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Thursday, October 22, 2020  Spokane, Washington  Est. May 19, 1883
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Feds raid more Spokane marijuana dispensaries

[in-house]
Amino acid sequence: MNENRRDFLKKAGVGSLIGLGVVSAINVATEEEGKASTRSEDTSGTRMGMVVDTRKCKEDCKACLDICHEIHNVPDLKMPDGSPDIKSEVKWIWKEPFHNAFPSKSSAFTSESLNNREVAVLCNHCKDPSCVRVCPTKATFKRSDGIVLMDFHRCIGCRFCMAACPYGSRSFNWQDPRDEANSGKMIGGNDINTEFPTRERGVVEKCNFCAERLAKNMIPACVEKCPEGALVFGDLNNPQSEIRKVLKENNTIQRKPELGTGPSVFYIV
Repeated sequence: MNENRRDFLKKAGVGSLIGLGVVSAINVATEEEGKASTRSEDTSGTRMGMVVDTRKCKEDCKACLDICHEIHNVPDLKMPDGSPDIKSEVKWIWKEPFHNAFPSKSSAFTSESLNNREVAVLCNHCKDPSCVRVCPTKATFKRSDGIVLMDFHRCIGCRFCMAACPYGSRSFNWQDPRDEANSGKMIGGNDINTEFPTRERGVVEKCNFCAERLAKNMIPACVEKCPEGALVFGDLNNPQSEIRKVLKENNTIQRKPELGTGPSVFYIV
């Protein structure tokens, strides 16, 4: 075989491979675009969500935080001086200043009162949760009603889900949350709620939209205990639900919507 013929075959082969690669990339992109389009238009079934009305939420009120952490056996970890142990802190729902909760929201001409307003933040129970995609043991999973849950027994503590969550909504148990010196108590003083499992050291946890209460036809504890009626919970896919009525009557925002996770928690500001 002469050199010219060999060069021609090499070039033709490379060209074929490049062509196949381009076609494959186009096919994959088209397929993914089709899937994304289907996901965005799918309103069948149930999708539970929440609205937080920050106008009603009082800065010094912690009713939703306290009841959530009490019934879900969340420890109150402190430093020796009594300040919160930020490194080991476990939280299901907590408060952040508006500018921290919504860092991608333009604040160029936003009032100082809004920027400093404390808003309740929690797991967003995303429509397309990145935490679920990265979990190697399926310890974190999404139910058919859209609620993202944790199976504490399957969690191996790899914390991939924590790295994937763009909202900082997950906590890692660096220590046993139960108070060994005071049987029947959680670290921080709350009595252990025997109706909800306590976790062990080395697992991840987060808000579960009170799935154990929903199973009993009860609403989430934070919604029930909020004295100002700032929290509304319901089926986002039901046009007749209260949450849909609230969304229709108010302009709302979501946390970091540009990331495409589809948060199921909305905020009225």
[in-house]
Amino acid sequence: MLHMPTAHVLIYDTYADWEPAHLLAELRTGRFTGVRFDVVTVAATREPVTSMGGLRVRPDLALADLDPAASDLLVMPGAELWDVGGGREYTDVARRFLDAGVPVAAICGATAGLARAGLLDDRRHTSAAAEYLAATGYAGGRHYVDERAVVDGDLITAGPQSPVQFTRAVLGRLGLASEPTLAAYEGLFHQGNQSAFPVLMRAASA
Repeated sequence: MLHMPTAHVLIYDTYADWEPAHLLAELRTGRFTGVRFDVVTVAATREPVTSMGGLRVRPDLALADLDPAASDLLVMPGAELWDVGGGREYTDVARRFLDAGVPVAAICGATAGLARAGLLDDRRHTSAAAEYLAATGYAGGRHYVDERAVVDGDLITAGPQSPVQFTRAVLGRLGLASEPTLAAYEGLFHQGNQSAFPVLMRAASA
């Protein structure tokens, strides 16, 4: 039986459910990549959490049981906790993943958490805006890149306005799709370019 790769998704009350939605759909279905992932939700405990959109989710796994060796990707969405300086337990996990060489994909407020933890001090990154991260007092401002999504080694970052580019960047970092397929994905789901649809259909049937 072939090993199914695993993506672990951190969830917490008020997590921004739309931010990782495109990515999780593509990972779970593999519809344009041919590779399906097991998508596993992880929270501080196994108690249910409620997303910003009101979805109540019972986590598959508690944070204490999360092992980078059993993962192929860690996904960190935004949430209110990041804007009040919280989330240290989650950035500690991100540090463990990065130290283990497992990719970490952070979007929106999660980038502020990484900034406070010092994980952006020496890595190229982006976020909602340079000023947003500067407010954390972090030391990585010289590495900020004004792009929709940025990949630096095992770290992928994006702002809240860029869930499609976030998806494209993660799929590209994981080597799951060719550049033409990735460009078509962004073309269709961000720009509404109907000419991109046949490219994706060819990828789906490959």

Federal agents, assisted by Spokane Police, raided marijuana dispensaries today, including one on Freya Street just north of the intersection with Sprague Avenue. Spokane Police Detective Tom Hendren said he was assisting the federal Drug Enforcement Administration with a federal warrant, but he could not give any more specifics. He referred all questions, including whether other locations were being raided, to Assistant U.S. Attorney Tom Rice. Rice declined comment other than to confirm the search warrant at Medical Herb Providers at 322 N. Freya St. “It’s one of several,” he said referring to the search warrants. “I can’t say any more than that because the operations are on going.” Federal agents hit seven dispensaries on April 29, but none of those cases have yet resulted in charges. The U.S. attorney’s office sent dispensary operators notices in April advising them to shut down or risk federal enforcement action. Many of the estimated 40 medical marijuana dispensaries reportedly complied, but not all. Washington voters overwhelmingly approved medicinal use of marijuana in 1998, but the ballot measure left open the question of how doctor-approved users can legally obtain their pot. Advocates say the state law allows for dispensaries under its “caretaker” provision, but a Spokane County Superior Court jury rejected that argument last month in the first drug-trafficking trial of its kind in Washington. Additionally, federal prosecutors note that while state law allows for medical use of marijuana, federal law still considers all marijuana possession and use illegal. Steve Sarich, executive director for the Seattle-based CannaCare, expressed dismay that federal officials would continue to target businesses that are trying to get medicine to patients. “This is just the beginning of the raids,” he said. “Our legislature has to start sticking up for us. The voters voted for this. They are treating marijuana as a law enforcement issue. It’s not. It’s a medical issue.”
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